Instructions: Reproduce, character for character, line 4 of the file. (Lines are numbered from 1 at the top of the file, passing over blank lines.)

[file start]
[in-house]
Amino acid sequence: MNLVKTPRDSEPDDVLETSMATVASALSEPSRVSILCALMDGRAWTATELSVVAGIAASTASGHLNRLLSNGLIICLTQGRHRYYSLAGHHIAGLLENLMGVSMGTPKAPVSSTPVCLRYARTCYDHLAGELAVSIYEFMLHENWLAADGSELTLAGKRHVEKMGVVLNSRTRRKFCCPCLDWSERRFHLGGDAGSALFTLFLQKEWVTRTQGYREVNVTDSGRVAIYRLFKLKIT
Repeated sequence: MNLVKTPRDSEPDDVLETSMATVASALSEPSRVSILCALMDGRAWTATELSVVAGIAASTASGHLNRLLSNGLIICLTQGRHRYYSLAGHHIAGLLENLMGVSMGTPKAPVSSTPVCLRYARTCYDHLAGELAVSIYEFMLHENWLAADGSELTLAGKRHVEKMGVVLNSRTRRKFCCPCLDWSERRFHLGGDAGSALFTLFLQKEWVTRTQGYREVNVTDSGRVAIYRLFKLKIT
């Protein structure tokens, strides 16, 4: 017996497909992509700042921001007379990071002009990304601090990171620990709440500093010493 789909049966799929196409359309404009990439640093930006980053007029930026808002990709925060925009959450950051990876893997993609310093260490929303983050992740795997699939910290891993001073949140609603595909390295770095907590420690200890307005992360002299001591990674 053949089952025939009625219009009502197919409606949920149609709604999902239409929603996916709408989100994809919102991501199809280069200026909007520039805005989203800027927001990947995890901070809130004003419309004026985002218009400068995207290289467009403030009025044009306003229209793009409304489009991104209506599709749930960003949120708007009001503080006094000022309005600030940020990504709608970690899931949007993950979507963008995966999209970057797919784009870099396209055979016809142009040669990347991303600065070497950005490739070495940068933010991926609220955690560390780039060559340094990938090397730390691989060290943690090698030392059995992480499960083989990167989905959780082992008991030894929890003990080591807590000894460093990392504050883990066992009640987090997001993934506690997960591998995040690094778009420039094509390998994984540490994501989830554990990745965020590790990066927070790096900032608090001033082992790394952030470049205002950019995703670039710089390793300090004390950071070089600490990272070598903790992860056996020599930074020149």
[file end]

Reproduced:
């Protein structure tokens, strides 16, 4: 017996497909992509700042921001007379990071002009990304601090990171620990709440500093010493 789909049966799929196409359309404009990439640093930006980053007029930026808002990709925060925009959450950051990876893997993609310093260490929303983050992740795997699939910290891993001073949140609603595909390295770095907590420690200890307005992360002299001591990674 053949089952025939009625219009009502197919409606949920149609709604999902239409929603996916709408989100994809919102991501199809280069200026909007520039805005989203800027927001990947995890901070809130004003419309004026985002218009400068995207290289467009403030009025044009306003229209793009409304489009991104209506599709749930960003949120708007009001503080006094000022309005600030940020990504709608970690899931949007993950979507963008995966999209970057797919784009870099396209055979016809142009040669990347991303600065070497950005490739070495940068933010991926609220955690560390780039060559340094990938090397730390691989060290943690090698030392059995992480499960083989990167989905959780082992008991030894929890003990080591807590000894460093990392504050883990066992009640987090997001993934506690997960591998995040690094778009420039094509390998994984540490994501989830554990990745965020590790990066927070790096900032608090001033082992790394952030470049205002950019995703670039710089390793300090004390950071070089600490990272070598903790992860056996020599930074020149």